Sold!: Auctioneer uses several methods to get the word out
The auction business has been evolving.
According to Karin Costa, an auctioneer and appraiser in northern Nevada and northern California and owner of Karin Costa Auctions, she has seen the industry change from being historically focused on estate auctions to an increase in moving sales.
Eighty percent of her clients hire her for this purpose. Many are downsizing to smaller homes, RVs or going overseas. About 30 percent of her clients are transitioning into independent or assisted living.
“When people are moving they have a lot of other tasks that need to be done,” Costa said. “I streamline the process. An individual could do it on their own, but to research the price of each piece in their home and to individually sell each piece can be a daunting process.”
She runs the business with her husband, Steve Costa. They work with clients to appraise the value of their items based on prior knowledge of the going rate in the second-hand market or through research.
“It is overwhelming for many sellers to go through each item,” Costa said. She explained that many items have sentimental value. “Since I do not have any attachment to the items being sold, I can quickly determine the value and prepare the items to be sold.”
“This allows the sellers to move a lot more efficiently,” Costa said.
Costa connects sellers with interested bidders on live and online venues. She does this through press releases, radio advertisements and other mass marketing tactics.
Costa listed three main benefits to hiring an auctioneer agent as opposed to holding a yard sale or trying to sell the items themselves.
First, auctions allow for a broader base of marketing and attracts buyers who are out of the area. Second, auctions are a longer time span. Marketing time for an auction varies but is typically between 14 and 21 days. Lastly, auctions don’t get the “hit or miss buyer.”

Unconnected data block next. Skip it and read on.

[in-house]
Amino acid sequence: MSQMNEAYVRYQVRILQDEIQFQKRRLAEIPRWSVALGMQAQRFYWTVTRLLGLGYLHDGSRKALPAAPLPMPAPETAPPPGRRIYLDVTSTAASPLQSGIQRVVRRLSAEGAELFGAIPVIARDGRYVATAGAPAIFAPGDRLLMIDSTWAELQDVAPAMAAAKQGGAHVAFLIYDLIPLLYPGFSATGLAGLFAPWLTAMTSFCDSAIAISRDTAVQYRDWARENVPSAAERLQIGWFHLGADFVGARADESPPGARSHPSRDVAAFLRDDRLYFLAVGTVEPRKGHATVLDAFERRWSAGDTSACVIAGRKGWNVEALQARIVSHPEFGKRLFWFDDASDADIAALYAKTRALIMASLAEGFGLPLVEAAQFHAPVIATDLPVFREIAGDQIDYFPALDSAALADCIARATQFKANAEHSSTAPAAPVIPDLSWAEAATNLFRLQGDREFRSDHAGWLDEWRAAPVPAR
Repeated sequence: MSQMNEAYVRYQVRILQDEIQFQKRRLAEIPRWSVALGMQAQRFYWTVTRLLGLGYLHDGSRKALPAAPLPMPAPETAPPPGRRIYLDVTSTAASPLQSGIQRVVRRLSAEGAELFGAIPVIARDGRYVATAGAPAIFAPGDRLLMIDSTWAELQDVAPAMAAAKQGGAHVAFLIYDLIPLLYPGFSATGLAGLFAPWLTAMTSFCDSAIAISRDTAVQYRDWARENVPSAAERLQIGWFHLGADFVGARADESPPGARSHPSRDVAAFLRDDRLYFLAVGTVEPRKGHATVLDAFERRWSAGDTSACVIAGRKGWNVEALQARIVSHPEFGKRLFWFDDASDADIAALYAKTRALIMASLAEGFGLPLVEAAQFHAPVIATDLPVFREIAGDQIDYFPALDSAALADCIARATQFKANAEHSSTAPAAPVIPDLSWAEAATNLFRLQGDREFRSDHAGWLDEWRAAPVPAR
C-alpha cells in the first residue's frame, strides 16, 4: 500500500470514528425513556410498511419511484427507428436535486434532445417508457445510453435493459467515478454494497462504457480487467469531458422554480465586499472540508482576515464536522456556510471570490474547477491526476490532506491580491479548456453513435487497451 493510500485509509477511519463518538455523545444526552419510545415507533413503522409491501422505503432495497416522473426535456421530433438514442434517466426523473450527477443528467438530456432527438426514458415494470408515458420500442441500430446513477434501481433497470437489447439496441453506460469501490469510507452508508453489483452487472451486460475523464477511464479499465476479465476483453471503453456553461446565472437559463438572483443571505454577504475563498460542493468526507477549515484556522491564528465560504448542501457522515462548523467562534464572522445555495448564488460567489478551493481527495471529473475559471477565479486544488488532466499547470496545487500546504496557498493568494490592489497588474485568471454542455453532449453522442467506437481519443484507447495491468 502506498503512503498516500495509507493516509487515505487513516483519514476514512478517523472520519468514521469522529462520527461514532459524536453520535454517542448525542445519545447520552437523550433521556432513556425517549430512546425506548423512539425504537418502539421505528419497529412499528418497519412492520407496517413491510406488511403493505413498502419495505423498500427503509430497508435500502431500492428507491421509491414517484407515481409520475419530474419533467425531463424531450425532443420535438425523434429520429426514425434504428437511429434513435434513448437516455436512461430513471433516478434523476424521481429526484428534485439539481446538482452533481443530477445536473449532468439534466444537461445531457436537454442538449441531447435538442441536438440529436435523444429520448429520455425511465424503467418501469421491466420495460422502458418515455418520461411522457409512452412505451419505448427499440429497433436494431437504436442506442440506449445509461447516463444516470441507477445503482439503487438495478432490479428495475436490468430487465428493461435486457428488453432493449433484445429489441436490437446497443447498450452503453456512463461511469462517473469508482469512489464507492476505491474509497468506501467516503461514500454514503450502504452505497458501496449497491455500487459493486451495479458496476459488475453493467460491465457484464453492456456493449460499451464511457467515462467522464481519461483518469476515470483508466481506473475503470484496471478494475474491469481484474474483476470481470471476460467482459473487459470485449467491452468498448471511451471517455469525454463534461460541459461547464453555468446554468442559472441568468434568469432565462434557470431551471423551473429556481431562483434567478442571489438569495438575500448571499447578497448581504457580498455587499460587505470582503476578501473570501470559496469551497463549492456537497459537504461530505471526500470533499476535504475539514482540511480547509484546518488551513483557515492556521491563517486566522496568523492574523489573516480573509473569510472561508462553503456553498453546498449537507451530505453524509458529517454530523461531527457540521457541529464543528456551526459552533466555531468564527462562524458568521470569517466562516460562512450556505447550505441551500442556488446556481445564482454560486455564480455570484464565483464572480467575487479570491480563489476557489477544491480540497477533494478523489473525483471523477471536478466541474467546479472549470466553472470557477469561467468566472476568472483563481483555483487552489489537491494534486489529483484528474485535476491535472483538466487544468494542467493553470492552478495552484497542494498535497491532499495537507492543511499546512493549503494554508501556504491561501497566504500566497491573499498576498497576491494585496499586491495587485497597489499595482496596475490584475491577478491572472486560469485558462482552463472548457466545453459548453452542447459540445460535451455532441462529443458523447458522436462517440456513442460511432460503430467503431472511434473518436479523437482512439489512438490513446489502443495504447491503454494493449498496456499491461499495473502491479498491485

Auctions also offer buyers a more cost-efficient options than buying retail.
“Why pay retail prices, especially when you are trying a new hobby, setting up a dorm room or apartment or have a one-time project?” Costa said.
She has five main categories of popular bidding items that she looks for: fine and costume jewelry, anything that is made of gold or silver, classic cars, fuel-efficient cars and firearms.
Costa gives each seller a unique quote for her auctioneer services based on the size of the job and the amount of marketing and time it will take.
Items that do not sell remain the property of the seller. Karin Costa Auctions can give the sellers guidance on items that should be thrown away and items that can be donated and which charities will accept the items.
Costa identified one of the challenges of her business is telling her clients that an item will not sell for as much as they expected.
“The challenge is to tell the seller that the market has changed and that they can’t expected a large amount of money for a certain item,” Costa said. “It is very hard to tell people that items that they have inherited are not desirable.”
The way people are bidding on auction items is also changing.
Within the last year, Karin Costa Auctions has created an online presence where people from all over the world can bid. According to Costa, sellers and buyers for her business have tripled within the last six months. This new platform allows her to extend past a regional market and into a global arena.
“The future of auctions is online,” Costa said.
Heather Ashbridge, who started with Nevada State Development Corporation in 2008, previously served in several roles with the organization, including assistant vice president and loan officer. She is based in NSDC’s Reno office.